With audacious anti-regime protests roiling throughout Iran, wheezy officials of the dictatorship have repeatedly declared the uprising at an end. But the raw social anger did not appear out of nowhere, and it will not simply disappear into thin air.

Popular resentment has gradually risen over four decades of horrific human rights violations and iron-fisted rule; a nightmare punctuated by suppression, misogyny, economic mismanagement, back-breaking unemployment, crippled industries, and slithering social monsters feeding off of the armies of the destitute. The people of Iran have chosen to rise up, in a cogent expression of anti-regime sentiments that run deep and wide.

Marked by chants of “death to dictator,” the unrest points to a fundamental underlying reality: The Iranian people despise the ruling mullahs and all their policies and want a democratic, secular republic instead.

There are important messages to be heard: Contrary to conventional wisdom in the West, the Iranian regime is weak, vulnerable and in imminent danger. Sitting on empty strategic reserves, the mullahs are incapable of addressing the social, economic, and political aspirations of a population starving for modernity.

So, the first message is that regime change in Iran is not only probable but within reach.

Second, the “reformist vs. hardliner” dichotomy — a favorite narrative in Western capitals — has been definitively transcended. Gone are the days when protests could be erroneously attributed to this or that faction. Today, protesters are chanting: “hardliners, reformers, the game is now over.”

Third, the Iranian people are unambiguously calling for the “overthrow” of the rule of the mullahs. The battle lines are drawn: the Iranian people on one side and the entirety of the clerical regime on the other. Western policy should adjust, not deny.

In 2009, fissures at the top of the regime triggered massive protests. This time, unrest has erupted in response to deep-seated, multi-dimensional factors, including economic crises, social ills, systemic corruption, environmental disasters, seismic rural migration to cities incapable of growth, and lack of basic political and social rights and freedoms.

The resentment is not confined to the urban middle class; the rural populations in many towns and cities have been involved in the uprising since it started Dec. 28. These are the very people whom the regime long claimed formed its base of support.

The fourth message, then, is that almost every social sector in almost every city is openly angry.

Fifth, no matter how Tehran reacts in the coming days, given the profound root causes and the regime’s inability to seriously address them, resentment will continue to simmer and find new means of expression. The regime is accordingly strategically unstable and cannot withstand the eruption of more crises and unrest.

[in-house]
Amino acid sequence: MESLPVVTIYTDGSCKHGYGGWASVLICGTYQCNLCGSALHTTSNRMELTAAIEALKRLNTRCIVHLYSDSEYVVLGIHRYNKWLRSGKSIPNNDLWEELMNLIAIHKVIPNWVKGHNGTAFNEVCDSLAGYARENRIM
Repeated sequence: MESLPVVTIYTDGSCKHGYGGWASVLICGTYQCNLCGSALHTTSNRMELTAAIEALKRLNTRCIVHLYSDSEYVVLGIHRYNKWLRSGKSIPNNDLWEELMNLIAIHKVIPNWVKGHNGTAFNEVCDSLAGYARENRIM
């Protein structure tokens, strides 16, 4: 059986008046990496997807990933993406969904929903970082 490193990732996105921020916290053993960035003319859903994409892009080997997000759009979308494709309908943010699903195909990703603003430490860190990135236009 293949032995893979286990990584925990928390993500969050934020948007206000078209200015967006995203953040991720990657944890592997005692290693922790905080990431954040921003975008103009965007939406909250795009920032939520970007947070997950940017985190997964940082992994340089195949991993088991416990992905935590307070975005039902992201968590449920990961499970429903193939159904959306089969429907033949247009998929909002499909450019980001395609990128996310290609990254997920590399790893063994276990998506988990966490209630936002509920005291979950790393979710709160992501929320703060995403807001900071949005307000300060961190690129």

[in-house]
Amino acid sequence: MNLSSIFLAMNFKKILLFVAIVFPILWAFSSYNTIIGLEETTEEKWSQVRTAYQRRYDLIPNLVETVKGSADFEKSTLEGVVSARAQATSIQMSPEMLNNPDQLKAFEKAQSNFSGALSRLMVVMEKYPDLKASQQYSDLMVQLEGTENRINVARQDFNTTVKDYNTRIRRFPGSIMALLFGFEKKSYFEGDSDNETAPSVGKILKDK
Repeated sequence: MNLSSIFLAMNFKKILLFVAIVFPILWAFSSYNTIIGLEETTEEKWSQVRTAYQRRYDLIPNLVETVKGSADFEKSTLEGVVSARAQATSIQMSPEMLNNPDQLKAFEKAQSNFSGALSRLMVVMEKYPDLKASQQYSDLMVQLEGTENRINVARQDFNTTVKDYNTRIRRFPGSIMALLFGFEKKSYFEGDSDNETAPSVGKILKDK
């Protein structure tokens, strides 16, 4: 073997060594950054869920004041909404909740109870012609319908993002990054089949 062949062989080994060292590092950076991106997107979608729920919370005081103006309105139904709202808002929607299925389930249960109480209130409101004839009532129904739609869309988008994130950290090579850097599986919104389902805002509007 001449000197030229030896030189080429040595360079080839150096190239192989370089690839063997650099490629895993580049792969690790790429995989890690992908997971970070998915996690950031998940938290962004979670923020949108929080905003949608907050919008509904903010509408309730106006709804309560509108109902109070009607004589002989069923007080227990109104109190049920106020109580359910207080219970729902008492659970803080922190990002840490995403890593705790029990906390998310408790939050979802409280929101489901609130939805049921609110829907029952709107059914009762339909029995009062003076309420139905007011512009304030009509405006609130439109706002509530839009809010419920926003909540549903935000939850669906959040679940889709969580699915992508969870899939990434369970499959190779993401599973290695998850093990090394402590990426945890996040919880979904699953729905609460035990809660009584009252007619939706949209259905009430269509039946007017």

A striking feature of the recent protests has been their breakneck speed. The initial spark was in Mashhad, the country’s second largest city, on Dec. 28. Within 24 hours, people all over the country were demanding regime change in astonishing harmony. Not even a nationwide internet blockade stopped this dizzying tempo.

This, as well as the substance of the demands, demonstrate the people of Iran are undeniably ready for regime change, and they will not be satisfied with anything short of democracy. Just listen to them chanting “independence, freedom, an Iranian Republic,” “death to Khamenei,” and “death to Rouhani.”

Alarmed officials and the state-run media have relentlessly attacked the opposition, primarily the Mujahedin-e Khalq (MEK), which is the organizational engine of the protests. In a desperate phone call last week, the regime’s president, Hassan Rouhani, pleaded with French President Emmanuel Macron to limit the activities and movements of the MEK in Paris.

And on Tuesday, Supreme Leader Ali Khamenei acknowledged the role of the MEK in no uncertain terms: “They were prepared months ago. The media of the MEK admitted to this; they said, recently, that they were in contact with Americans some months ago, to carry out U.S.’ orders: to organize riots, meet with this or that person, find individuals inside the country to help them fan out to the people. And that it was they who initiated this.”

So, what should the U.S. and Europe do?

President Donald Trump has been right in rejecting the phantom “moderates” within the regime, declaring it is “time for change,” imposing new sanctions, and squeezing the Revolutionary Guards wherever the opportunity arises.

These steps should be coupled with an unambiguous declaration of respect for the Iranian people’s aspirations, by recognizing legitimate resistance movements, such as the MEK and the umbrella coalition of the National Council of Resistance of Iran (NCRI). These movements have a 40-year track record of struggle for democracy against dictatorship, have suffered most of the regime’s wrath, and they have the ability to lead Iran’s disenchanted toward actual democratic change.

The Iranian people have made their choice. Now, it is up to the international community to take a stand and support them in their noble quest for freedom and human rights. It is time to declare to the mullahs that it is their weakening dictatorship, not the uprising for freedom, that must end.

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